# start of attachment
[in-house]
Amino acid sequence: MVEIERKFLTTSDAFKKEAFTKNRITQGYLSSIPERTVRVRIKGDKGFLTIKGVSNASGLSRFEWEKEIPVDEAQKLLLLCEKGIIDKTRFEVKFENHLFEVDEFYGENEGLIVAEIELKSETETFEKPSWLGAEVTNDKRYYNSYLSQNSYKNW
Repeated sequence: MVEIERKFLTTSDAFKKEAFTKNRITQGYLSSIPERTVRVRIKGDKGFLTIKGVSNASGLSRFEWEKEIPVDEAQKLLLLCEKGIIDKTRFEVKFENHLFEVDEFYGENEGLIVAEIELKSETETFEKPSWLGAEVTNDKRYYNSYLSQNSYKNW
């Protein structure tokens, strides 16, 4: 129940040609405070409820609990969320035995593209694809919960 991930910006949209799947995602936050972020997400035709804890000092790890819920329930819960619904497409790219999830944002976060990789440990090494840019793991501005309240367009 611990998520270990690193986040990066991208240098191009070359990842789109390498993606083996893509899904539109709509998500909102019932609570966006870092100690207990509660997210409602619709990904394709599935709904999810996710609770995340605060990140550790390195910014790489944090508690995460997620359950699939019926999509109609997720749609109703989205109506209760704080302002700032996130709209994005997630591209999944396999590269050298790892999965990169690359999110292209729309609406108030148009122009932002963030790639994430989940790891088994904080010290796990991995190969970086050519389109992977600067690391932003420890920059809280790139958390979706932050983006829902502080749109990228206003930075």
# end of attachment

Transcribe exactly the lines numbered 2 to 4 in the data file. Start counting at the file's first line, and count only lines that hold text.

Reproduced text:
Amino acid sequence: MVEIERKFLTTSDAFKKEAFTKNRITQGYLSSIPERTVRVRIKGDKGFLTIKGVSNASGLSRFEWEKEIPVDEAQKLLLLCEKGIIDKTRFEVKFENHLFEVDEFYGENEGLIVAEIELKSETETFEKPSWLGAEVTNDKRYYNSYLSQNSYKNW
Repeated sequence: MVEIERKFLTTSDAFKKEAFTKNRITQGYLSSIPERTVRVRIKGDKGFLTIKGVSNASGLSRFEWEKEIPVDEAQKLLLLCEKGIIDKTRFEVKFENHLFEVDEFYGENEGLIVAEIELKSETETFEKPSWLGAEVTNDKRYYNSYLSQNSYKNW
């Protein structure tokens, strides 16, 4: 129940040609405070409820609990969320035995593209694809919960 991930910006949209799947995602936050972020997400035709804890000092790890819920329930819960619904497409790219999830944002976060990789440990090494840019793991501005309240367009 611990998520270990690193986040990066991208240098191009070359990842789109390498993606083996893509899904539109709509998500909102019932609570966006870092100690207990509660997210409602619709990904394709599935709904999810996710609770995340605060990140550790390195910014790489944090508690995460997620359950699939019926999509109609997720749609109703989205109506209760704080302002700032996130709209994005997630591209999944396999590269050298790892999965990169690359999110292209729309609406108030148009122009932002963030790639994430989940790891088994904080010290796990991995190969970086050519389109992977600067690391932003420890920059809280790139958390979706932050983006829902502080749109990228206003930075």